Fitness wearable manufacturer, Fitbit, is eight years old and is about to embark on a new chapter by an initial public offering. The business will face more intense scrutineering as a publically company trading on the stock market. Today’s story does not concern the floatation plans but instead the lawsuit from Jawbone, one of Fitbit’s largest and most prominent competitors. Jawbone is accusing Fitbit of “systematically plundering” confidential information. In particular, Fitbit hired by Jawbone employees with access to sensitive materials, which were then downloaded shortly before leaving. Jawbone’s lawyers wrote, “This case arises out of the clandestine efforts of Fitbit to steal talent, trade secrets and intellectual property from its chief competitor.”
In the complaint detail, Jawbone go into some detail as to the alleged undertaking from Fitbit. The documentation explains how Fitbit contacted one third of Jawbone’s employees earlier this year. A number decided to leave but as they were working their notice, still had access to and were able to download confidential business sensitive documentation such as the current and future Jawbone business plans and product portfolio. These individuals used portable USB drives to copy the material and applications to cover system logs and their tracks. An example given is of a former employee, Ana Rosario, hired by Fitbit as a user experience researcher around 16 April. It is alleged that Ana did not disclose to Jawbone that she planned to leave until 22 April but on the 20 April 20, she held a meeting with Jawbone’s senior director of product management. At that meeting the complaint says she was able to download a “playbook” detailing future Jawbone products. Ana is said to have denied taking confidential information during her exit interview but later acknowledged downloading the “Market Trends & Opportunities.” Another example on the documentation concerns an audio specialist, Patrick Narron, who resigned from Jawbone on 18 April but did not disclose that he was joining to Fitbit. He was allowed to stay at Jawbone, where it is claimed that Patrick sent confidential information regarding the future Jawbone portfolio to his personal email account, against corporate policy.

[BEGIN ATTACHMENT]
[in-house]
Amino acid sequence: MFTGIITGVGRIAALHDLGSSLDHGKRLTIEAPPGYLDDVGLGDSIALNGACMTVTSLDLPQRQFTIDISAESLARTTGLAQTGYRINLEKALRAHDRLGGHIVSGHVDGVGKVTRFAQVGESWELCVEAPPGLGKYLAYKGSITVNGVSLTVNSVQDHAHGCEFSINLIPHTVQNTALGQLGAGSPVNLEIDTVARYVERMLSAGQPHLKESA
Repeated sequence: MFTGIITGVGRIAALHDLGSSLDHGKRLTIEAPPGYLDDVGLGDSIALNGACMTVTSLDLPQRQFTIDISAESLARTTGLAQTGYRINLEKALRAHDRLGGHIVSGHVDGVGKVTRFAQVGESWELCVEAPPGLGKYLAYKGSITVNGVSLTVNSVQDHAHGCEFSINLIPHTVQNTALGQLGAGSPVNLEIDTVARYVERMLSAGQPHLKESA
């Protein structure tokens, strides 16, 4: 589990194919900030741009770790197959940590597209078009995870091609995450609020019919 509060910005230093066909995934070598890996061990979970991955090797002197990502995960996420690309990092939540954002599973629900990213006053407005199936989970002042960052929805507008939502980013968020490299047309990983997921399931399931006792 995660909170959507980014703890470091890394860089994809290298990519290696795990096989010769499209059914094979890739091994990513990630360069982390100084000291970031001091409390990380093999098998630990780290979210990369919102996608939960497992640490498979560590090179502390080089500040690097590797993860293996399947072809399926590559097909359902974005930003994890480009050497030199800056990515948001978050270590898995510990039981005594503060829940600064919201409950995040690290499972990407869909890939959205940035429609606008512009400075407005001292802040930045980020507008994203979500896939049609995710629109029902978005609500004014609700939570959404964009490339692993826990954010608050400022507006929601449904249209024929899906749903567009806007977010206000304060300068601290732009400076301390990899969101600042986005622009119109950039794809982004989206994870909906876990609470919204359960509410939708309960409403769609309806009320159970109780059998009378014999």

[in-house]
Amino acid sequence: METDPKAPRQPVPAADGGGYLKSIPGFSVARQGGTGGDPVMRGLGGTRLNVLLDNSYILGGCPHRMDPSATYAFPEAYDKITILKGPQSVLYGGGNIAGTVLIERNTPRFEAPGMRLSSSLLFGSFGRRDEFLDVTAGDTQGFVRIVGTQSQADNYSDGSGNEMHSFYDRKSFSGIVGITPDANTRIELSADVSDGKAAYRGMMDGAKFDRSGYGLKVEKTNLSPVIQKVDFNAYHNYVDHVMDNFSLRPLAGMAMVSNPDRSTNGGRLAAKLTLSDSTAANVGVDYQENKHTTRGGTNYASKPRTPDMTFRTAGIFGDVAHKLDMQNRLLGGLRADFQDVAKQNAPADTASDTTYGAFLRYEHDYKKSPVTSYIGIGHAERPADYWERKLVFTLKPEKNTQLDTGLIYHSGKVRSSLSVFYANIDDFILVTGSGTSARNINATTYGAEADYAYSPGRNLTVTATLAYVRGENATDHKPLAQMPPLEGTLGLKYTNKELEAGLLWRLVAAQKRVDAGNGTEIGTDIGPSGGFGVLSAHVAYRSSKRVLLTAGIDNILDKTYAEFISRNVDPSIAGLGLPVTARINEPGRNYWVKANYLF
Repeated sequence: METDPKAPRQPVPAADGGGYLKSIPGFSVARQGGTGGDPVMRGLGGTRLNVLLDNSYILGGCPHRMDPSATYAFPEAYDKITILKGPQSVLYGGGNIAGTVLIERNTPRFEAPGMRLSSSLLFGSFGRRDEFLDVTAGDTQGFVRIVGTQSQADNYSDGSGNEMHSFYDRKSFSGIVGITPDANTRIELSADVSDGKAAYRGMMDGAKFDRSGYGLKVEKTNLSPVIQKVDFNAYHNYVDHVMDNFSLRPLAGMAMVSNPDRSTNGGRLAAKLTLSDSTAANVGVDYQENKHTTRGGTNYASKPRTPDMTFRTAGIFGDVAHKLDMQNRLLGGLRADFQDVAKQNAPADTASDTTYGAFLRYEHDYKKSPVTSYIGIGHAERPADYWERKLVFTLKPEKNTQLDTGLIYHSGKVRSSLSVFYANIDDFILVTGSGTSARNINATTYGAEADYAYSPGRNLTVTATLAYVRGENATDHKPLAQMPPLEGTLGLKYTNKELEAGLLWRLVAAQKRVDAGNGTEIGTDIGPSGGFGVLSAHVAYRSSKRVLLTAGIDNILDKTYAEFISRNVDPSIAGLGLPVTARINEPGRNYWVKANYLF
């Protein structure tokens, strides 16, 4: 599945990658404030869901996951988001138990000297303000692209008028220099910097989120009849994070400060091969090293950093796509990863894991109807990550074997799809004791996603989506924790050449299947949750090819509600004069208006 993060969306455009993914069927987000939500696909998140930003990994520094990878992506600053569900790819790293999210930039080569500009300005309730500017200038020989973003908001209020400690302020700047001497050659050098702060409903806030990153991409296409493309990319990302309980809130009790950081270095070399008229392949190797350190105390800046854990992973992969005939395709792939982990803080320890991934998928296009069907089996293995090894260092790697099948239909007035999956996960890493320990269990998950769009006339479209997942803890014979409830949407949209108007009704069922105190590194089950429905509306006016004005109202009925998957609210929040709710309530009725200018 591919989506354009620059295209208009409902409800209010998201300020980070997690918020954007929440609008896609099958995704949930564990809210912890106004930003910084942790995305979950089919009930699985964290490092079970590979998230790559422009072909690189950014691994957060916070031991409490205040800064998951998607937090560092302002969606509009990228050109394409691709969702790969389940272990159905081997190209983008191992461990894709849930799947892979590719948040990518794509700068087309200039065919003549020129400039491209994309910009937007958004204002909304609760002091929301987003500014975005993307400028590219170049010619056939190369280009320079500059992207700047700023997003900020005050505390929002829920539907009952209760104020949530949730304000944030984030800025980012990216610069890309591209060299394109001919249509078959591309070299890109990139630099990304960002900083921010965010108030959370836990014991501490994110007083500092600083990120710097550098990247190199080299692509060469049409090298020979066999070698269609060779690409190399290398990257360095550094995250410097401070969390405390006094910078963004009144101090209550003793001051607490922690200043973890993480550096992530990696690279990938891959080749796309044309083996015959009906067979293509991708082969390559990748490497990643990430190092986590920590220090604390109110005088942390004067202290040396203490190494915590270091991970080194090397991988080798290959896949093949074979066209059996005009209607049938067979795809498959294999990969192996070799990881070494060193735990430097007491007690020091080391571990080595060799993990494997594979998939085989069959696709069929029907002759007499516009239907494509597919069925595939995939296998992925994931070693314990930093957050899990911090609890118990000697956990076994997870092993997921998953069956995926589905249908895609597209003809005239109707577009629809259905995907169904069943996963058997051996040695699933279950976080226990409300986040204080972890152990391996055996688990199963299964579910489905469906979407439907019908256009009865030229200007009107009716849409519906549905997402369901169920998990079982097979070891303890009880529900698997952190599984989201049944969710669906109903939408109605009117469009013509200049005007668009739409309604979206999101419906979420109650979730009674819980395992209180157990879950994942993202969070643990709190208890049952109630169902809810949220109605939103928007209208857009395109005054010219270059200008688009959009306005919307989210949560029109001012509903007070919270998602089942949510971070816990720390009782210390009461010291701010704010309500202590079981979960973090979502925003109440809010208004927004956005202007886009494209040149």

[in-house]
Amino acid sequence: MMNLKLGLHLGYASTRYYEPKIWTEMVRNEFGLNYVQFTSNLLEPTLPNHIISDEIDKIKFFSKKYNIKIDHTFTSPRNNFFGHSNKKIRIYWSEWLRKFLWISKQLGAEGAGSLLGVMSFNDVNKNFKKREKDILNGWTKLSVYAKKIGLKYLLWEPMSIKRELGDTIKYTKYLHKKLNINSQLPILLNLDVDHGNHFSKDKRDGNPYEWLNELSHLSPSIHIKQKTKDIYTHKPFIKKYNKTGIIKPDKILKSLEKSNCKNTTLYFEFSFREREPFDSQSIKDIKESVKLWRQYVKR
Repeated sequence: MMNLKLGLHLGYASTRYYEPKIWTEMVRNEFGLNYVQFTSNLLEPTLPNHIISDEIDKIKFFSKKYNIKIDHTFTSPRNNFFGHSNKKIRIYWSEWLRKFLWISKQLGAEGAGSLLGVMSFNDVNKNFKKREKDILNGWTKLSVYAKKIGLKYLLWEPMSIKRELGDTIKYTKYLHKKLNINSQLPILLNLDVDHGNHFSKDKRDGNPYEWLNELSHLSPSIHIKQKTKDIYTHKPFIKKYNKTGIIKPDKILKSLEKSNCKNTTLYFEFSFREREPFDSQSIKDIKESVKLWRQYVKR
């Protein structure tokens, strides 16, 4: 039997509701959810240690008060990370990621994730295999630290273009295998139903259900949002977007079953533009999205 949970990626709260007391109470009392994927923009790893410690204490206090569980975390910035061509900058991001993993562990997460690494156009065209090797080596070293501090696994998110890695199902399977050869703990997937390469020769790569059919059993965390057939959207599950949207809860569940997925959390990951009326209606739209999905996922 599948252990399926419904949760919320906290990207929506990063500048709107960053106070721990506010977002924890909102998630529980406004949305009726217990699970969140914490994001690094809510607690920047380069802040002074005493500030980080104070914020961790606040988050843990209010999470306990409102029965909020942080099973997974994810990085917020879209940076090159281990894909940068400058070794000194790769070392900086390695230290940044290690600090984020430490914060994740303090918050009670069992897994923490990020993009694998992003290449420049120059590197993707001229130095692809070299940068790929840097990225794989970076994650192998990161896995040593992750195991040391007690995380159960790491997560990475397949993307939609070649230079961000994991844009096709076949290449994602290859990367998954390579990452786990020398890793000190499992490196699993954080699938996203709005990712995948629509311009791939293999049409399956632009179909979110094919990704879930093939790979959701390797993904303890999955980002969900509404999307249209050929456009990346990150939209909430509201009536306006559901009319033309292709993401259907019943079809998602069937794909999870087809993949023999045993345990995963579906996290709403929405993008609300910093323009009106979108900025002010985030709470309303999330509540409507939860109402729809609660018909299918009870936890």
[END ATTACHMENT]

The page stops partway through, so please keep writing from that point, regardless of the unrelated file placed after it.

Jawbone’s filing comes at a time when we have seen a number of rumors and speculation regarding the company’s future. Jawbone’s sixteen year history starts off with the business building mobile ‘phone headsets before moving into wireless speakers and now wearable fitness trackers. It’s most prominent range is the Up hardware and software services. Jawbone said in a statement that: “Demand for Jawbone’s products are extremely strong, as is the company’s financial health. The company has plenty of cash and an exciting product pipeline. Jawbone and its investors are bullish on its future.” Jawbone has suffered from production issues, especially the Up3 fitness band, and has recently raised $300 million but is still not profitable. The business filing for both financial damages and relief from the court to prevent former employees from using the stolen information.